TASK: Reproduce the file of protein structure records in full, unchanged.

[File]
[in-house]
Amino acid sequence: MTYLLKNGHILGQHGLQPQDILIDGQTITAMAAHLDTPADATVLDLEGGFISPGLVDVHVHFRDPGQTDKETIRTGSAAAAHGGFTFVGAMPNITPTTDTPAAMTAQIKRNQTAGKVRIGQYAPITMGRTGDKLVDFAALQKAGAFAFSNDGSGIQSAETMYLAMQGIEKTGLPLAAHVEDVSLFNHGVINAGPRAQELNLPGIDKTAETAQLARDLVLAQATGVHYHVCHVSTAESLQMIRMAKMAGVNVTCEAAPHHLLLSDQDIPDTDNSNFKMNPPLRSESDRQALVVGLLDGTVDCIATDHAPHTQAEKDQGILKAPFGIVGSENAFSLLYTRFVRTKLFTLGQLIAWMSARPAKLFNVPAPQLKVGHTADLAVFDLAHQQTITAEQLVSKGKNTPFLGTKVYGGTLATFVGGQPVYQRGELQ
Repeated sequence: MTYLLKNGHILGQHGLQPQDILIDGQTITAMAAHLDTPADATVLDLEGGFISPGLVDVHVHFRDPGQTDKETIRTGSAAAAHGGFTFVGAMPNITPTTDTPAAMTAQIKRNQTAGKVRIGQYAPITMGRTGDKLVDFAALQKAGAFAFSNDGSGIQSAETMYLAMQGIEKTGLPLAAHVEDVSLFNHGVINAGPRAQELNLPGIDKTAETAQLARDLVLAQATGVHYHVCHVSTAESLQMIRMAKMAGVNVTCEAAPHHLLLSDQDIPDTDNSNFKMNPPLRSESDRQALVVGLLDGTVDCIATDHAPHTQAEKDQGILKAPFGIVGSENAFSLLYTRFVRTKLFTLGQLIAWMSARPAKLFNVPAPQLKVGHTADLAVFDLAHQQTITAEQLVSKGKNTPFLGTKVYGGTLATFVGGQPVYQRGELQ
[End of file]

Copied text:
[in-house]
Amino acid sequence: MTYLLKNGHILGQHGLQPQDILIDGQTITAMAAHLDTPADATVLDLEGGFISPGLVDVHVHFRDPGQTDKETIRTGSAAAAHGGFTFVGAMPNITPTTDTPAAMTAQIKRNQTAGKVRIGQYAPITMGRTGDKLVDFAALQKAGAFAFSNDGSGIQSAETMYLAMQGIEKTGLPLAAHVEDVSLFNHGVINAGPRAQELNLPGIDKTAETAQLARDLVLAQATGVHYHVCHVSTAESLQMIRMAKMAGVNVTCEAAPHHLLLSDQDIPDTDNSNFKMNPPLRSESDRQALVVGLLDGTVDCIATDHAPHTQAEKDQGILKAPFGIVGSENAFSLLYTRFVRTKLFTLGQLIAWMSARPAKLFNVPAPQLKVGHTADLAVFDLAHQQTITAEQLVSKGKNTPFLGTKVYGGTLATFVGGQPVYQRGELQ
Repeated sequence: MTYLLKNGHILGQHGLQPQDILIDGQTITAMAAHLDTPADATVLDLEGGFISPGLVDVHVHFRDPGQTDKETIRTGSAAAAHGGFTFVGAMPNITPTTDTPAAMTAQIKRNQTAGKVRIGQYAPITMGRTGDKLVDFAALQKAGAFAFSNDGSGIQSAETMYLAMQGIEKTGLPLAAHVEDVSLFNHGVINAGPRAQELNLPGIDKTAETAQLARDLVLAQATGVHYHVCHVSTAESLQMIRMAKMAGVNVTCEAAPHHLLLSDQDIPDTDNSNFKMNPPLRSESDRQALVVGLLDGTVDCIATDHAPHTQAEKDQGILKAPFGIVGSENAFSLLYTRFVRTKLFTLGQLIAWMSARPAKLFNVPAPQLKVGHTADLAVFDLAHQQTITAEQLVSKGKNTPFLGTKVYGGTLATFVGGQPVYQRGELQ